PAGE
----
Perhaps Mr Curtis is guilty of formula writing you may say, and you'd have a point, but just like his use of rain and foul weather, he manages to freshen it all up and keep us guessing until the end. It's a formula others copy but no one does it better than the director himself.

    And so if you want to watch a heart warming rom-com does very professionally then this is up there with the best.

    Nine out of ten as a film, but ten out of ten for the lead actors - all of them.
  • It's a bit strange to have a superhero film with sharp dialogue, few set pieces, and a lot of innovative comedy based around what could happen when superheroes lose their mojo. The plot focuses on two out of fashion superheroes battling against disillusion, depression, and rejection. It looks and feels like these guys have been shunted off to a workfare programme and it is starting to grate.

    With some great energy from the cast, some very sharp dialogue which can be surprisingly easy to miss (watch it a second time perhaps) and some bizarre situations, the eighty minutes passes quite quickly. It isn't achingly funny like some but it is good enough to feel this outfit have a lot to offer the cinema circuit.

    Eight out of ten because it does all the important things really well.
  • This is a fantastic story about casters and the South Carolina town of Gatlin, and I enjoyed every minute of it. The plot opens by introducing us to Ethan who narrates a candid story of his life in Gatlin and the people you will find there. And when Lena turns up for her first day at school we get the point of Ethan's narration, but it is a chance meeting with Lena later that day which starts the plot ticking over rather nicely.

    By merging fantasy with reality the film generates several layers of plot development all of which then reveal further layers and at the same time builds a relationship between Ethan and Lena which seems unbreakable, but is it? There is much magic to unfold before that question is answered.

    A strong cast delivers some great acting, especially from Emma Thompson who relishes her role as only she could. There is good support from everyone concerned because the roles they play are very versatile. The cinematography is at times superb, and the CGI sometimes breathtakingly brilliant.

    There are a few continuity flaws but they do not spoil the entertainment. This is not a great film but it is certainly good enough to spend some money to see. Teens and above will enjoy but please don't compare it with Twilight. It is much more grown up than that.
  • A film of the genre that has any number of people's lives intertwined by fate. In this case the connection is the internet and technology in various guises. The introductory story lines are well outlined and carefully worked to increase our compulsion to know what happens next, with neatly interwoven switches of action to point us in the direction everything is likely to move.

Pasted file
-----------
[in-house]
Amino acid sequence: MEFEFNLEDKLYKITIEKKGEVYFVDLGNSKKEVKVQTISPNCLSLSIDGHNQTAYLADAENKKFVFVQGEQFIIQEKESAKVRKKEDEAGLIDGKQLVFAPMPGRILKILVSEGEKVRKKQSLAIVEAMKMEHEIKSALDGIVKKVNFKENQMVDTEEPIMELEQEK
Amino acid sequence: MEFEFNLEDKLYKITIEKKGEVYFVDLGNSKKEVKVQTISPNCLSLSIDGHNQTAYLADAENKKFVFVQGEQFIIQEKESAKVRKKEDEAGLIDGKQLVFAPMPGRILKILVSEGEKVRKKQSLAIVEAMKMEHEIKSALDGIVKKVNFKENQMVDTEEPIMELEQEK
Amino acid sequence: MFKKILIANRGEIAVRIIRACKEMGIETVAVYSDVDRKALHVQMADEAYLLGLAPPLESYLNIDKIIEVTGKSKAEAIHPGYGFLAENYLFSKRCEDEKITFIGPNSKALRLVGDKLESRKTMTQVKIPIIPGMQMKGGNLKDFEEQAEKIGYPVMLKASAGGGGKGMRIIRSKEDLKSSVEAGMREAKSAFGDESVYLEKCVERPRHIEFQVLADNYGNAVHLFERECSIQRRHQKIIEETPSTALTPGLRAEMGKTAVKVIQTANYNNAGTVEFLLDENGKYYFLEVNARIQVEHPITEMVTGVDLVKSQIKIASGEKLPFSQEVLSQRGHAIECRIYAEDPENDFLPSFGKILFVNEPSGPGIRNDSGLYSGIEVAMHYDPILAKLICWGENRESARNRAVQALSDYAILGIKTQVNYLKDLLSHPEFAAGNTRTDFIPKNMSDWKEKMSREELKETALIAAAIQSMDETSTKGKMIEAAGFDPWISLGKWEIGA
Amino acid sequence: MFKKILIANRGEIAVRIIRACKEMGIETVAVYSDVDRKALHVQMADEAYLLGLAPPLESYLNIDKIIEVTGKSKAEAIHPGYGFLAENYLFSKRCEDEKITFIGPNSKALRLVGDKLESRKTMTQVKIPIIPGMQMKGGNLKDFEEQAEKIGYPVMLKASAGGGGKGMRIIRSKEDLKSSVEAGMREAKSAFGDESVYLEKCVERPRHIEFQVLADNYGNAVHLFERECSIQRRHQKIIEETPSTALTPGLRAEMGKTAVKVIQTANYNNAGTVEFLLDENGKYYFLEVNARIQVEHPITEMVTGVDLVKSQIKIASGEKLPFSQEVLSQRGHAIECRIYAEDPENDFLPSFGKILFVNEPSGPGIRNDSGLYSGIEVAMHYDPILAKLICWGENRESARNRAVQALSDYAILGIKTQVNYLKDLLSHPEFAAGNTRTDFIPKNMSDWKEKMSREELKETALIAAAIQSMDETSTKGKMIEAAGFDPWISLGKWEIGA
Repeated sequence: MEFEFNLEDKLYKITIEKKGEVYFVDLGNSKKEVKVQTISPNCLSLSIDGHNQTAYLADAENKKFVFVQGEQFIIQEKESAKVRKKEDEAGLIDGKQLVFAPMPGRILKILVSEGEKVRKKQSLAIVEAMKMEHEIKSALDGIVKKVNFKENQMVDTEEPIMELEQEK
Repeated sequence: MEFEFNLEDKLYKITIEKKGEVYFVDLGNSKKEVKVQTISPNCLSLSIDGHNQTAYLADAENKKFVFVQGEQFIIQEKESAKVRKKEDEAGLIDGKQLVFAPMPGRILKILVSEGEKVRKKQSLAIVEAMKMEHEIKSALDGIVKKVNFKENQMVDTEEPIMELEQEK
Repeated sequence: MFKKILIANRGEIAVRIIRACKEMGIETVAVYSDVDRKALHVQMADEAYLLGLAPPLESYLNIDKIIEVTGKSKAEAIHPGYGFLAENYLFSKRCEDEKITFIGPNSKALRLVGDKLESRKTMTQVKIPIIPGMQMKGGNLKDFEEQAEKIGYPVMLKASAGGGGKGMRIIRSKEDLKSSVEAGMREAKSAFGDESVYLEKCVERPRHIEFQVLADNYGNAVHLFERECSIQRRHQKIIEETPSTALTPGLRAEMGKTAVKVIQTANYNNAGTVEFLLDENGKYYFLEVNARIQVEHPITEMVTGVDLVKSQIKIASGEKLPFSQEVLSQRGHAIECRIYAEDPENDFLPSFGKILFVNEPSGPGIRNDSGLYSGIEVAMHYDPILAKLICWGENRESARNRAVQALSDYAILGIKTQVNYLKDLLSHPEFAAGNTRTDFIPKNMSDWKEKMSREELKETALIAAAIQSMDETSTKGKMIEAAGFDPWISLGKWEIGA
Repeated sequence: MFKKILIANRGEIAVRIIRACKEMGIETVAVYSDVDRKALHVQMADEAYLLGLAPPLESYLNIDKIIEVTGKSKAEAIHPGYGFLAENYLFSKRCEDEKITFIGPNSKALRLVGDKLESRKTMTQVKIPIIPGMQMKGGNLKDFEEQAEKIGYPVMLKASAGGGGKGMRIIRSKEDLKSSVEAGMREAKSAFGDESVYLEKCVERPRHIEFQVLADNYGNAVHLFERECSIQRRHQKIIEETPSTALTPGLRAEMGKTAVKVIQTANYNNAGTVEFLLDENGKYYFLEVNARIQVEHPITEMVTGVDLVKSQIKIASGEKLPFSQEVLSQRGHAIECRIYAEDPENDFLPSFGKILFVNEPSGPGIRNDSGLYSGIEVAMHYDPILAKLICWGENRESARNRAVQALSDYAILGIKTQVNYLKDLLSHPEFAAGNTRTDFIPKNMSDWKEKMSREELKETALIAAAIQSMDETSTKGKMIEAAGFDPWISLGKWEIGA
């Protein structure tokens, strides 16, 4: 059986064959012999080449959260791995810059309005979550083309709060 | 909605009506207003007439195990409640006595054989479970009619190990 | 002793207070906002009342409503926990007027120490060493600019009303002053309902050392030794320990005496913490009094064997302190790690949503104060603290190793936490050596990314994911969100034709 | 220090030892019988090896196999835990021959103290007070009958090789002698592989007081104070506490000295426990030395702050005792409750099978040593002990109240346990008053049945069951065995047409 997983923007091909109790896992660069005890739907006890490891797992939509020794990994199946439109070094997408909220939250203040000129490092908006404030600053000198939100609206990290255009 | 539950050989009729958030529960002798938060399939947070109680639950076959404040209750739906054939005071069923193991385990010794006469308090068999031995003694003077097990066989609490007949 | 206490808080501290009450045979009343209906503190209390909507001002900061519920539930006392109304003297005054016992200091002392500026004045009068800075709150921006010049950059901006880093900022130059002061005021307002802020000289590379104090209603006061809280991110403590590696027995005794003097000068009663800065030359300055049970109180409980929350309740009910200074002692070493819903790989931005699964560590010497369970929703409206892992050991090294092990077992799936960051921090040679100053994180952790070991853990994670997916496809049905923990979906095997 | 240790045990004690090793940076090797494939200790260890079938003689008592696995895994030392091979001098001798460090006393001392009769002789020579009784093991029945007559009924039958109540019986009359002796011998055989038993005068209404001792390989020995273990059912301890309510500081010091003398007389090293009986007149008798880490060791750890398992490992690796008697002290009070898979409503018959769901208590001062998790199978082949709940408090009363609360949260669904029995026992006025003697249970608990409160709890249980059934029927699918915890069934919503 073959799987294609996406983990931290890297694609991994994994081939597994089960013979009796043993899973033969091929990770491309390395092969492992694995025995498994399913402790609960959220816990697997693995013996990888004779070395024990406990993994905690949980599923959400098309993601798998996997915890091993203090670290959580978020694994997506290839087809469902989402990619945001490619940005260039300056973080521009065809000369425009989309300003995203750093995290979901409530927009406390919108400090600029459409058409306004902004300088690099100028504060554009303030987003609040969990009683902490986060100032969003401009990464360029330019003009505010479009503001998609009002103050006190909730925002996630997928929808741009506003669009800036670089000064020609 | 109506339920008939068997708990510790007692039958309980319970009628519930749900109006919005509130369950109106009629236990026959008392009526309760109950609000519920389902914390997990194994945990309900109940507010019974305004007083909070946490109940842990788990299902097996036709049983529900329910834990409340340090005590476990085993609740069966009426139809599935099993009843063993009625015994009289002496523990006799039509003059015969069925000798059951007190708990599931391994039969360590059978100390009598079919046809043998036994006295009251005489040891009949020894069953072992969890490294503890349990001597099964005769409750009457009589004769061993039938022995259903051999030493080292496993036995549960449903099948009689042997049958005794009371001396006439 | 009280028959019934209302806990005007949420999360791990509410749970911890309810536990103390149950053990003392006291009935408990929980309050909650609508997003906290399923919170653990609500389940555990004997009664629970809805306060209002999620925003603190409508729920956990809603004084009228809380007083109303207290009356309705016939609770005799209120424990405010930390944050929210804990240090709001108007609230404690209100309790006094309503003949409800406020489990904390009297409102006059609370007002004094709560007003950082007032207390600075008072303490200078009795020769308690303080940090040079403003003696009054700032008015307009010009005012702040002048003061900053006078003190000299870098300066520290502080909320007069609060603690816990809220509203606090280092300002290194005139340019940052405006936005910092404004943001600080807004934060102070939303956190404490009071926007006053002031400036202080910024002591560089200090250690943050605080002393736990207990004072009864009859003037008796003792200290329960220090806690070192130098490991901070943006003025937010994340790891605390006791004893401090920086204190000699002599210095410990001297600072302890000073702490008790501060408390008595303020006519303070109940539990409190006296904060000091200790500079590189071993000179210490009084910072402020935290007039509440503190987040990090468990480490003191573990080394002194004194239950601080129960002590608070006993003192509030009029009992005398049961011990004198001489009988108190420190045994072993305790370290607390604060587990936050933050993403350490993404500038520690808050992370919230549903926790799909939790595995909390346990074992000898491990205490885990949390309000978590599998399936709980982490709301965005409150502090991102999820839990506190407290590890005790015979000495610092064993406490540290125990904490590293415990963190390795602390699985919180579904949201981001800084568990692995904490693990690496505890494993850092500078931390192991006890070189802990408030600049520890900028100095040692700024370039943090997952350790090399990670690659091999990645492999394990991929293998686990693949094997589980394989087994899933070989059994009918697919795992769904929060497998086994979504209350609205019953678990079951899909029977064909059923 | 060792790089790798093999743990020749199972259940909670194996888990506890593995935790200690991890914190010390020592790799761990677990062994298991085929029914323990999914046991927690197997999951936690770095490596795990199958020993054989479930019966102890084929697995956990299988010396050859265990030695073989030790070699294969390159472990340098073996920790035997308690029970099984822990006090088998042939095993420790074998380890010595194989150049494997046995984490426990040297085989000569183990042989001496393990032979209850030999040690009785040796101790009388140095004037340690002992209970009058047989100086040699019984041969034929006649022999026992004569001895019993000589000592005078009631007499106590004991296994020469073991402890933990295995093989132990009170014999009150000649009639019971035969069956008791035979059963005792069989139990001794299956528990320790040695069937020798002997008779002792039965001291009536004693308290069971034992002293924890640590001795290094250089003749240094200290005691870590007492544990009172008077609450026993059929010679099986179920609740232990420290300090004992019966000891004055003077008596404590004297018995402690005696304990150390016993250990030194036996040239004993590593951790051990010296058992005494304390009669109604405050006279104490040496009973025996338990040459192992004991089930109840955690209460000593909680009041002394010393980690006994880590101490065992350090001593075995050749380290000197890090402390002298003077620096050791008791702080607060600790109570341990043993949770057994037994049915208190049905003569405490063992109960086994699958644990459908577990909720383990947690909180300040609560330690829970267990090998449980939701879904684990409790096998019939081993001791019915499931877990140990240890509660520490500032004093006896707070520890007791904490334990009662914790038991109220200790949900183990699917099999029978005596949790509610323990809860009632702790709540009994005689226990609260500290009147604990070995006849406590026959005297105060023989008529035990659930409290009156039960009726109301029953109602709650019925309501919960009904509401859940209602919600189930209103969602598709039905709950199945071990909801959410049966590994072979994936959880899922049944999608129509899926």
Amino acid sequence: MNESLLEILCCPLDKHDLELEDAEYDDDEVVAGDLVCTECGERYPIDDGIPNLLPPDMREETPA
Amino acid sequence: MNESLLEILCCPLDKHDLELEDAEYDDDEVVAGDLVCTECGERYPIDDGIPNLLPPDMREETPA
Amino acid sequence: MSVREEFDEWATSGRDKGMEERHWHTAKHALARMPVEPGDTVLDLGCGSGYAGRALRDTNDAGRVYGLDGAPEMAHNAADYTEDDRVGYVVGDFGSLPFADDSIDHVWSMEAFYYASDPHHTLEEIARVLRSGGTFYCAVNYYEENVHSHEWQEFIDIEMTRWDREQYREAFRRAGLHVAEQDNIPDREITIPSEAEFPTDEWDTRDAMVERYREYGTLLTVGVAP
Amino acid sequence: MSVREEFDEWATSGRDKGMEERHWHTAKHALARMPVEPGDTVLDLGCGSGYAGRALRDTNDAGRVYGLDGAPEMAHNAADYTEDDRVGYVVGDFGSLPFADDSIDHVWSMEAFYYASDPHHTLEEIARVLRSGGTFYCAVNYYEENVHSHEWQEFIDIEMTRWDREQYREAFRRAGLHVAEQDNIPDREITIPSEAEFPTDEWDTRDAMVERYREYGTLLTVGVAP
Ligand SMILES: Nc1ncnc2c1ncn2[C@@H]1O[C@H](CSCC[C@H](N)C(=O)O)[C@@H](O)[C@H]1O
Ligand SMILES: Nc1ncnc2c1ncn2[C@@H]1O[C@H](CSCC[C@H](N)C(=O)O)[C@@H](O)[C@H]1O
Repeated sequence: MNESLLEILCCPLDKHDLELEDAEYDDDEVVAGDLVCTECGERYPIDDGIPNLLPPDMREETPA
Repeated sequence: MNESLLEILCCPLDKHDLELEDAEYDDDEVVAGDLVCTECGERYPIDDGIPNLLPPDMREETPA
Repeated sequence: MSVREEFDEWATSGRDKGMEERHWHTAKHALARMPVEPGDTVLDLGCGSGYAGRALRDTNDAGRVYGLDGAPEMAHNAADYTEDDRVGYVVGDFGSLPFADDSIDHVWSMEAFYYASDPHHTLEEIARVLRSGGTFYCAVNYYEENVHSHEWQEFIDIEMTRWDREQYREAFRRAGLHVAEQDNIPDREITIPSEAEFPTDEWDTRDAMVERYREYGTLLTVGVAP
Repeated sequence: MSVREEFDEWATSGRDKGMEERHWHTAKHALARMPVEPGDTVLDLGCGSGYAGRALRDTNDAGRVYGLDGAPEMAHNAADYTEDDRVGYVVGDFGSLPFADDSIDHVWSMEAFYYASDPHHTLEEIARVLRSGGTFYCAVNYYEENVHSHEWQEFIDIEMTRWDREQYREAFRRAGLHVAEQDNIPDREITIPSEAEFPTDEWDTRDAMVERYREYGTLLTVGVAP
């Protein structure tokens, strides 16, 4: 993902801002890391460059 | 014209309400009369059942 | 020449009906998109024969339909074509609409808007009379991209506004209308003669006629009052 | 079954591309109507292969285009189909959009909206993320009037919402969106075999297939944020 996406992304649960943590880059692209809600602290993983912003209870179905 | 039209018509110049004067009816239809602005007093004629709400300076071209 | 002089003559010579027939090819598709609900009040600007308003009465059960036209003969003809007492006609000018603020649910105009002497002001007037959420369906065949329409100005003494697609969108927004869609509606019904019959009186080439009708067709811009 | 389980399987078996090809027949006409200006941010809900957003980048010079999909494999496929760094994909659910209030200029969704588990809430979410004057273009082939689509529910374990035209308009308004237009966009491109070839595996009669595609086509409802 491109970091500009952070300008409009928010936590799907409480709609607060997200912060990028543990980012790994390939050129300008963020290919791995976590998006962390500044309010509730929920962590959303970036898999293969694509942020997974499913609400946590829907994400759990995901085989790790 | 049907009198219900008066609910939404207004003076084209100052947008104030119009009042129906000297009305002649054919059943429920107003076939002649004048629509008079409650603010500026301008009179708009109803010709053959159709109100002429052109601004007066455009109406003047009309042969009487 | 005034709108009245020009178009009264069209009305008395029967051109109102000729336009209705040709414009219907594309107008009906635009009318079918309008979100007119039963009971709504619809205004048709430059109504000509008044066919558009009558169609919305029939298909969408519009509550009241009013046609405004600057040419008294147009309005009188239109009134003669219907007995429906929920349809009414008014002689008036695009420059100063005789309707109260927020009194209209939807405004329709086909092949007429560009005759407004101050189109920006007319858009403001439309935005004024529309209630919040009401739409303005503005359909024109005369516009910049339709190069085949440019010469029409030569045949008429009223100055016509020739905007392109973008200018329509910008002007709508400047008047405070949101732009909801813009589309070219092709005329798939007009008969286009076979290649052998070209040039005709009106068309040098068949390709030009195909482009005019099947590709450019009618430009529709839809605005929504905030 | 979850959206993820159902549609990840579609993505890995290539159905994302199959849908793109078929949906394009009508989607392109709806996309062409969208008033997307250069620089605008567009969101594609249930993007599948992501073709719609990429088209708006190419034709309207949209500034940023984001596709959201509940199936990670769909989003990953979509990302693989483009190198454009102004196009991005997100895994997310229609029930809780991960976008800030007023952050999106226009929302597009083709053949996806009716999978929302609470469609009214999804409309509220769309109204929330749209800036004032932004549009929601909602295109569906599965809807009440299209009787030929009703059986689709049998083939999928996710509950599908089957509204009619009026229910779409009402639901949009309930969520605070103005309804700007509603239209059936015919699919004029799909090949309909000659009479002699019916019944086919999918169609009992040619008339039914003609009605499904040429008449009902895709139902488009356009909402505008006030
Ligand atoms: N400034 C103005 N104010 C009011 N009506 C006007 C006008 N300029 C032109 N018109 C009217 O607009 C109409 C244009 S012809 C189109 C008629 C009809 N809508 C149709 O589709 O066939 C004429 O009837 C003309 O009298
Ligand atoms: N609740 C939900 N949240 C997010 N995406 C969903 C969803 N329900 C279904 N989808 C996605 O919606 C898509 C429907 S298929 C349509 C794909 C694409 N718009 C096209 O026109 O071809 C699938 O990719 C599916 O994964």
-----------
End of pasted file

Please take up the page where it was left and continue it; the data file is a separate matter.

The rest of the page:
The acting across the board is good, with some very gutsy performances from the younger actors, and, if the script does, at times, falter, then there are reflective moments with which to keep our interests on edge. The cinematography is brilliantly done and the sound track is of excellent quality.

    It is essentially a film that is satisfying to watch and the only nitpicking from me is really because I felt the resolutions were, perhaps, a little too contrived. But, even allowing for my nits (!), it is still a good way to spend a couple of hours.

  • I want to write this review without hinting at anything which may spoil it for you. The plot hovers around an estranged couple and their young daughter getting together at Christmas. As a result of an accident whilst driving home the daughter is comatised and locked in. The prognosis does not look good and Josh (Barnes) the father embarks on a long crusade to connect with his daughter Brooke and bring her out of the coma. Much of Josh's crusade is a mix of flashback and hid detective work which tends to blur detail of appear at of sequence.

    In spite of the confusion surrounding his efforts to connect with Brooke, there is something strangely compelling about his passion to uncover the links which may save her life. There is also Josh's estranged wife Emma running a counter problem for him as she consider options which he does not approve.

    The denouement is not best written or played out, as explanatory scenes are repeated as if to provide us with answers which never quite satisfy what the film has encouraged us to believe up to that point. This is a shame because the concept is well developed as a mystery right up until the explanations are shoved into our eyes and cheapen the whole event. However I still managed to come up with my explanation of what the end represented and it was different to what others thought. Certainly a film which makes a conversation piece afterwards.

    Six out of ten.
An error has occured. Please try again.